Sunday, March 28, 2010


This is one of the recipes I thought looked so interesting and the picture was so pretty in Marlena's cookbook. The "cake" is made with couscous, cheese and lots of honey. I` love honey! I love those little packets you get in a restaurant at breakfast, I just eat the honey straight out of the packets. I also love couscous so this recipe really caught my eye and the end result was a buttery very intensely honey/saffron flavored cake. I think I would have liked a softer creamier filling but it maybe just that the cheeses I used weren't conducive to that or maybe I baked it too long. I wasn't quite sure what the texture was supposed to be or how set it should be. I want to try making this again with different cheeses.

Serves 6
preheat oven to 375-400 degrees

1 1/2C couscous
2 1/4 C boiling water
1C butter cut into small pieces
1egg lightly beaten
pinch salt
1 3/4 C Ricotta Cheese- the ricotta I used was very dry, try using a creamier ricotta
7 oz cheese, such as mozarella, Taleggio or Monterey Jack grated- I used mozarella but I think I'd use Jack next time since it is creamier
1 1/2C honey
2-3 pinches saffron threads or cinnamon
1/2 C water
1tsp orange flower water or lemon juice
6 Tbsp chopped pistachio nuts.

Put the couscous in a bowl and cover with the boiling water. Stir and let sit for about 30 minutes or until the water is completely absorbed and couscous is cooled.
Fluff the couscous with a fork, stir the butter into the couscous then stir in the beaten egg and salt. Spread half of the couscous into a 10" spingform pan (sprayed with Pam), patting evenly to form the base.In a bowl mix the cheeses and 2-4 Tbsp honey. Spread the honey mixture over the couscous.

Spread the remaining couscous over the cheese mixture pressing down gently. Bake until the couscous begins to puff about 30 min.
While the cake is baking make the syrup:
Put the remaining honey, the honey or cinnamon (or both) and water into a pan. Bring the mixture to a boil. Boil for 5-7 minutes until the mixture turns to a syrup. Remove from heat and stir in the orange flower water or lemon juice.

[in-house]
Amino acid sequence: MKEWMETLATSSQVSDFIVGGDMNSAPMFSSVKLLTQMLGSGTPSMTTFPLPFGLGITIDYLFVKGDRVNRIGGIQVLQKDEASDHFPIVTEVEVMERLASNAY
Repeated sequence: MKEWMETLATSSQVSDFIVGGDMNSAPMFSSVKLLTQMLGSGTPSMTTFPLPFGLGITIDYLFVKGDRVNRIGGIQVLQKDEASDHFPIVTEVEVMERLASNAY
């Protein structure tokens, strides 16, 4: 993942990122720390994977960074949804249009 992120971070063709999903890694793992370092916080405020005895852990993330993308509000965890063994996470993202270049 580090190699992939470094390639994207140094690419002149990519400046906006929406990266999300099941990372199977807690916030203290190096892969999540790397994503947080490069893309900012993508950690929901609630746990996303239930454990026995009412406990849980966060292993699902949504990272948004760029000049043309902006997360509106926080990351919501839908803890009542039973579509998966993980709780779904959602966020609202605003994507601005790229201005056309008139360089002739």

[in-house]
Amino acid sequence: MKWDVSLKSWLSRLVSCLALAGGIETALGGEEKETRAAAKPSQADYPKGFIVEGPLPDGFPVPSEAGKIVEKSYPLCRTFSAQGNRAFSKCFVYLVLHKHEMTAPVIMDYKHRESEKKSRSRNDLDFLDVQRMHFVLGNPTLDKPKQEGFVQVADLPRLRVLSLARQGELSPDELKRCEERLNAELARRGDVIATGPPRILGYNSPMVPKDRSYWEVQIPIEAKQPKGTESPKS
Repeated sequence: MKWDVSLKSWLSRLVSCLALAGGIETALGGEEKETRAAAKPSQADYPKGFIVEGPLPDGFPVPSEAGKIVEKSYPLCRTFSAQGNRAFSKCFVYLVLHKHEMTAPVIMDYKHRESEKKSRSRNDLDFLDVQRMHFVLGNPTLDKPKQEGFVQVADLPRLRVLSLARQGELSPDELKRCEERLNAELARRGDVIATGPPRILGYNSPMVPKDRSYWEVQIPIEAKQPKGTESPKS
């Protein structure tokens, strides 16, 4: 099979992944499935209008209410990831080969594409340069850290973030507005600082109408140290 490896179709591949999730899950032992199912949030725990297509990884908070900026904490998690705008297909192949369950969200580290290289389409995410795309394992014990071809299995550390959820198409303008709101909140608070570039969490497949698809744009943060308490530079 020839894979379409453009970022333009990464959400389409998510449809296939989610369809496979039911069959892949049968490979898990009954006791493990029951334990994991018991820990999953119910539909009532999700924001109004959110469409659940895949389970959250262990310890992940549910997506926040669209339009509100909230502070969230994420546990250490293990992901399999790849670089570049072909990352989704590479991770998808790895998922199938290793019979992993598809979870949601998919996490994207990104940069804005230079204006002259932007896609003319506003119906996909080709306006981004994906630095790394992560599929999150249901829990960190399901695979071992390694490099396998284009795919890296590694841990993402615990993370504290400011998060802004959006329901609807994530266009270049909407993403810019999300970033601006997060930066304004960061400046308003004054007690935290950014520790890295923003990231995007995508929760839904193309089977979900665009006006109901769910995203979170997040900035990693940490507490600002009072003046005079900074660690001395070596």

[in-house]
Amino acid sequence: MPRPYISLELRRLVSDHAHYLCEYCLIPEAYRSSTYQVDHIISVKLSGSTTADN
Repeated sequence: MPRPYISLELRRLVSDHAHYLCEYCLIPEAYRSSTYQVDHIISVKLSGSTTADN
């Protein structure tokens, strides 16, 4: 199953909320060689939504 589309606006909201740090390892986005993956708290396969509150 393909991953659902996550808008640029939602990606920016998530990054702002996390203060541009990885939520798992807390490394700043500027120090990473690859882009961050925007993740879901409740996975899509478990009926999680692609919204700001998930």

When the Kodafa is cooked place under the broiler for a few minutes to brown the top of the cake.
Sprinkle with the pistachio nuts, serve warm with the syrup.
Like I said the ricotta cheese I used was extremely dry so that might be why my filling was dry. I think I might next time mix the ricotta with some marscapone cheese and mix a little bit of honey and lemon rind into it. Instead of serving the syrup with each slice, I ended up pouring the syrup over the cake so it would soak up the syrup. I stored the left overs in the refrigerator and you do need to pop it into the microwave for a few minutes to slightly warm it otherwise it is very hard. The flavor reminds me of Baklava. A very interesting cake.

Go to Shankari's blog, she is also doing a honey cake. Mel will also have a great recipe for you also.


shankari said...

I love all the ingredients listed. I will only make it for a crowd, I am afraid to make it for just the two of us...for the fear of eating it all LOL

margaret said...

Hello Eileen, I found you via Mel and I am sooooo glad because I lost my Marlena Spieler cookbook and I was sad that I couldn't make this for Easter but now, thanks to you, I can :)

Unknown said...

I am serving Kodafa at an event I am catering on Sunday, and am trying to figure out how far this recipe can/should be made in advance. On reading the recipe, I thought that the flavors might deepen if allowed to syrup-soak for 24 hours before serving. It sounds as if it *can* be pre-made and re-heated pre-serve, but do you think it was vastly better still warm from oven? If you pre-made it, would you syrup-soak it before refrigeration, or pour it on just before/after reheating?
Thanks much for your help!

Traveling Feast, Minneapolis

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